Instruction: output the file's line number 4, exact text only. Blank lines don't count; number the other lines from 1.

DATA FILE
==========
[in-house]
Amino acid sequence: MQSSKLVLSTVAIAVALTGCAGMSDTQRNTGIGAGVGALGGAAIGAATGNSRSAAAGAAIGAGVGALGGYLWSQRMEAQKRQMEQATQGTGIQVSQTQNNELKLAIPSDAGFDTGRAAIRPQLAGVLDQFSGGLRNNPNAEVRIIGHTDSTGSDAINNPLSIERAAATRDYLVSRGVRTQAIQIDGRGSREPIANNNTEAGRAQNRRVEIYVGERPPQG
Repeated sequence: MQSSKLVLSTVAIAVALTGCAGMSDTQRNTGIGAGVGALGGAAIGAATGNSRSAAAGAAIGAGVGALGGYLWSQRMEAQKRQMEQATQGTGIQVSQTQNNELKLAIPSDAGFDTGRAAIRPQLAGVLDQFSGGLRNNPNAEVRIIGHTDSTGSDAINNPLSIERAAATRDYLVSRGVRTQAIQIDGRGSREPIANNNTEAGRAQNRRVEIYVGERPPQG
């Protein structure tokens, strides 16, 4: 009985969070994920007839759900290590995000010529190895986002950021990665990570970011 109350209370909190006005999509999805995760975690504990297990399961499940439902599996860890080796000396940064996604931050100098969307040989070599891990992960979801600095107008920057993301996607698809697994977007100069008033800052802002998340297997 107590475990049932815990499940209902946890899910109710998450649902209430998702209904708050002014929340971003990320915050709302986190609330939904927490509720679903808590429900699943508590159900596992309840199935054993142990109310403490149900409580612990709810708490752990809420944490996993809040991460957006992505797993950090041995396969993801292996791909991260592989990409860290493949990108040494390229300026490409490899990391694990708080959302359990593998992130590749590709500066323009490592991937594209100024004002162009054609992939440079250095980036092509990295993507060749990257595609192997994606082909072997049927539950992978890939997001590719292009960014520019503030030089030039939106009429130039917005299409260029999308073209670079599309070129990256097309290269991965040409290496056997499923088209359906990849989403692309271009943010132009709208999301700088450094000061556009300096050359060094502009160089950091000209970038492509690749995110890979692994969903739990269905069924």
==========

């Protein structure tokens, strides 16, 4: 009985969070994920007839759900290590995000010529190895986002950021990665990570970011 109350209370909190006005999509999805995760975690504990297990399961499940439902599996860890080796000396940064996604931050100098969307040989070599891990992960979801600095107008920057993301996607698809697994977007100069008033800052802002998340297997 107590475990049932815990499940209902946890899910109710998450649902209430998702209904708050002014929340971003990320915050709302986190609330939904927490509720679903808590429900699943508590159900596992309840199935054993142990109310403490149900409580612990709810708490752990809420944490996993809040991460957006992505797993950090041995396969993801292996791909991260592989990409860290493949990108040494390229300026490409490899990391694990708080959302359990593998992130590749590709500066323009490592991937594209100024004002162009054609992939440079250095980036092509990295993507060749990257595609192997994606082909072997049927539950992978890939997001590719292009960014520019503030030089030039939106009429130039917005299409260029999308073209670079599309070129990256097309290269991965040409290496056997499923088209359906990849989403692309271009943010132009709208999301700088450094000061556009300096050359060094502009160089950091000209970038492509690749995110890979692994969903739990269905069924």